Need You Now - Strategic Petroleum Reserve Add-Ons, and Why They're Needed

The Shale Revolution has caused big changes in U.S. crude oil production, in domestic flows of crude via pipelines, ships and rail tankcars, and in crude import volumes. Flow changes in particular have negatively affected the Strategic Petroleum Reserve’s ability to accomplish its two primary goals: protecting U.S. refineries from the worst effects of a major crude oil supply interruption, and—when called upon by the International Energy Agency—quickly injecting large volumes of crude into global markets. A fix now in the works would add Gulf Coast marine terminals dedicated specifically to moving SPR-stockpiled crude to those who need it, both within the U.S. and overseas. Today we conclude a two-part blog series on challenges and coming changes at the SPR.

Crude oil helps drive economies around the world, and the world was—and still is—chock full of risk. The U.S., like other net oil-importing members of the International Energy Agency (IEA), has two obligations under the agency’s International Energy Program (IEP), which was established in the wake of the 1973-74 OPEC oil embargo. First, the U.S. needs to maintain crude oil inventories equal to at least 90 days of its net imports. Second, if the IEA calls for a collective response by its members to an international crude oil supply crisis, the U.S. is obligated to contribute to that effort volumes of crude equal to its share of total oil consumption by IEA’s members. That share is currently ~44%, which means that if there were a 4 million barrel/day (MMb/d) interruption in supply (from, say, a war in the Middle East), the U.S. would need to inject nearly 1.8 MMb/d (4 million barrels times 0.44) to keep its promise to IEA/IEP.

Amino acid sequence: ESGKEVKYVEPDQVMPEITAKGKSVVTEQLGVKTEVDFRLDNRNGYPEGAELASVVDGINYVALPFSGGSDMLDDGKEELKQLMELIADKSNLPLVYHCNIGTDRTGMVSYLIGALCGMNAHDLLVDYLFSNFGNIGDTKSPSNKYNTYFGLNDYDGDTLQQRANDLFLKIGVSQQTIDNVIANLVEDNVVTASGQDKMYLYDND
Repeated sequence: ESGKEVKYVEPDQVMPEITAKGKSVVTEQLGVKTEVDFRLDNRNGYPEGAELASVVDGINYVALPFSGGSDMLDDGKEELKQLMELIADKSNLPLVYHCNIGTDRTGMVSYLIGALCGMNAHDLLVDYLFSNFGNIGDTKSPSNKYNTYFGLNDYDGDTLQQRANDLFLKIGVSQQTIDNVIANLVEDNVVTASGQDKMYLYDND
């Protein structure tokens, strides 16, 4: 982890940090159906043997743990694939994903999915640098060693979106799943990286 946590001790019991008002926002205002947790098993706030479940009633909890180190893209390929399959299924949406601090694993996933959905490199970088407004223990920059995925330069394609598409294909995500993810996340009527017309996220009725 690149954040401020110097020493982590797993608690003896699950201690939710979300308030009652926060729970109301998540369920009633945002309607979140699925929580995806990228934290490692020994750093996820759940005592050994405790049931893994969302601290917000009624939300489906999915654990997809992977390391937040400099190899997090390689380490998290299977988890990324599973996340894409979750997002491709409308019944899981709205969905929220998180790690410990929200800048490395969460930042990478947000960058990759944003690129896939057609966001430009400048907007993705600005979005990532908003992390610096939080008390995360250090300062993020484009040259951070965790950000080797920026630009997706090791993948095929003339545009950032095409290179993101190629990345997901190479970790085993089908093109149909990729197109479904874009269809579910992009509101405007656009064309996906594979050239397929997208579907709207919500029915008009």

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As we said in Part 1, the Strategic Petroleum Reserve (SPR) was set up by the federal government more than 40 years ago as an insurance policy of sorts, and as the mechanism for meeting the U.S.’s IEA/IEP obligations to maintain crude inventories and to provide its share of collective action by IEA members to help avert an oil-supply crisis. The SPR consists of 60 underground salt caverns (with capacities totaling 714 MMbbl) at four Gulf Coast sites: Bryan Mound in Freeport, TX (capacity, 245 MMbbl); Big Hill in Winnie, TX (163 MMbbl); West Hackberry in Hackberry, LA (212 MMbbl); and Bayou Choctaw in Plaquemines, LA (74 MMbbl). Each of the four is currently between 96% and 99% full.

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